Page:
What remains a mystery for so long is why he wants to buy the dead souls, the deceased serfs, who will retain a fictive life till the next census in the government audits. The reason for buying them is deliberately left in obscurity, because, in the mere legal fiction of their existence, they constitute the central reflexivity of the plot: There's no logic to dead souls; how, then, can one buy up dead souls? Where would you ever dig up a fool big enough to buy them? And what sort of fairy gold would he use to buy them?
And to what end, for what business, could one utilize these dead souls? All this is simply the Devil riding on a fiddle- stick, so much moonshine, stuff and nonsense, pigeon milk and horse feathers! The fraud, the pivotal situation of the plot, turns this world inside out, as do the expanding metaphors, to show the estates of the town in all their elusive, swarming concreteness. Their owners in all their individuated round- ness change before our very eyes, like the metaphors, as Chichikov makes them his fictive proposition.
Since souls have no value, each betrays the secret constellations of his psyche by his reaction to this fiction. The generous, modest, anxious Manilov, at first so shocked and deferential toward the dead that he cannot understand the request, gives them gladly, even paying for the title deeds, while the fussy widow Korobochka, with her clumsy slyness, bargains Chichikov up to fifteen roubles for the lot and tries to sell him honey, grain, and feathers into the bargain. Nozdrev, at first almost ruthlessly, insists on gam- bling for the souls, cheats at checkers, and is about to order his bullies to thrash Chichikov when a police officer arrives to arrest him for a brutality.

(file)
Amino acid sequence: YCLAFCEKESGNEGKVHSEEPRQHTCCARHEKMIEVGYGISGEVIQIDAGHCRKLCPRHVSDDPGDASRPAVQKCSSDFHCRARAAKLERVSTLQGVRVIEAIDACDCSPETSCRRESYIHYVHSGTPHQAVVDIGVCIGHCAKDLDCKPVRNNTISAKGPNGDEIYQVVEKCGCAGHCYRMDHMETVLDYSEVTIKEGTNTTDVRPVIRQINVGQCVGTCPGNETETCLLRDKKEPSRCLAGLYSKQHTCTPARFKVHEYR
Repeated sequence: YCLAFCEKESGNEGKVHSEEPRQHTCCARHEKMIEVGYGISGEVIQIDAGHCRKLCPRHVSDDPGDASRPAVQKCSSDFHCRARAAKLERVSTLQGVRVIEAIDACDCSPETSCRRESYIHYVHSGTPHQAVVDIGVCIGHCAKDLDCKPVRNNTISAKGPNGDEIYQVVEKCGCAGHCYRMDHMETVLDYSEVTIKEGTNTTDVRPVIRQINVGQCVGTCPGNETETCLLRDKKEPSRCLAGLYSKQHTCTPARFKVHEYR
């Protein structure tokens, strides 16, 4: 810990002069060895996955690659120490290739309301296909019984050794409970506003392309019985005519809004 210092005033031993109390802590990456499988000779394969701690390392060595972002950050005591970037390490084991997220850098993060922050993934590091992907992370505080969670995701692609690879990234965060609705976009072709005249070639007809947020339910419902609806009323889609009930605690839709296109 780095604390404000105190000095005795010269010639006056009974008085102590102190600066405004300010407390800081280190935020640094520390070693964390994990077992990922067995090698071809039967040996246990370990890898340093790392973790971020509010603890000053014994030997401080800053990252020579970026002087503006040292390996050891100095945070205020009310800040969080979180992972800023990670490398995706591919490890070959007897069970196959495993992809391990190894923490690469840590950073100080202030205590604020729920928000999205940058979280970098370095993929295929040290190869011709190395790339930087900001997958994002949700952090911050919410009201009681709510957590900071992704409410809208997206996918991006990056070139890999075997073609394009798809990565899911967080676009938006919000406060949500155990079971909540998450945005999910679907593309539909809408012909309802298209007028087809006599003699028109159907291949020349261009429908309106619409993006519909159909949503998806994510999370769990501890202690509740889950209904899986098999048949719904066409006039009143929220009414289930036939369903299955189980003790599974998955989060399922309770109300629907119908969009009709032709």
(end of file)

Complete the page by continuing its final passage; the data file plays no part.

Where the tough, suave So- bakevitch anticipates the proposal and exacts the highest price, two and a half roubles a head, Plushkin, whom he has maligned as a miser, rubs his hands with glee at the opportunity to dump the "dead weight" from his tax rolls. They are individuated as well, later, in their reactions to the police inspector's investigation of Chichikov's activities; Korobochka imperccptively tells all, Sobakevitch takes Machiavellian umbrage and goes on vacation, etc.
Their lists are as different as the compilers: The muzhiks belonging to Korobochka had, almost to a man, supplemental qualifi- cations and nicknames. Plushkin's memorandum was dis- tinguished by its conciseness of phrase: Sobake- vitch's list struck one by its unusual fullness and particular- ization: Knows his Work and doesn't touch spirits. Hell and damnation and the bottomless pit a wench! How did she ever get shuffled in here? That So- bakevitch is a scoundrel; even in such a thing he had to take me in! Perhaps because men are stronger and handier than women; but these are all dead!
What makes Gogol's book weirder is the playful reflexivity of his metaphors and style and the related partial reflexivity of his central situation. Gogol burned the rest of what he had finished of his novel in a fit of touchingly fanatic zeal. In a sense, though, it could go on indefinitely, the central conception could make it theoretically interminable. He buys an estate and settles for a long moment. Chichikov's plot, by the very fact of its being an endless repetition with variation, has no design; it is all process.
The lightness of the reflexivity, in its im- provisatory tone, allows Gogol to shift it at will from the dead souls' confidence tour to life on a purchased estate, then to prison where Chichikov has been sent for forging a will. History has made it conclude, if fittingly, only tenta- tively, on the prince's unfinished panegyric of Russia, ironic in Gogol's context, though not in the mouth of the prince.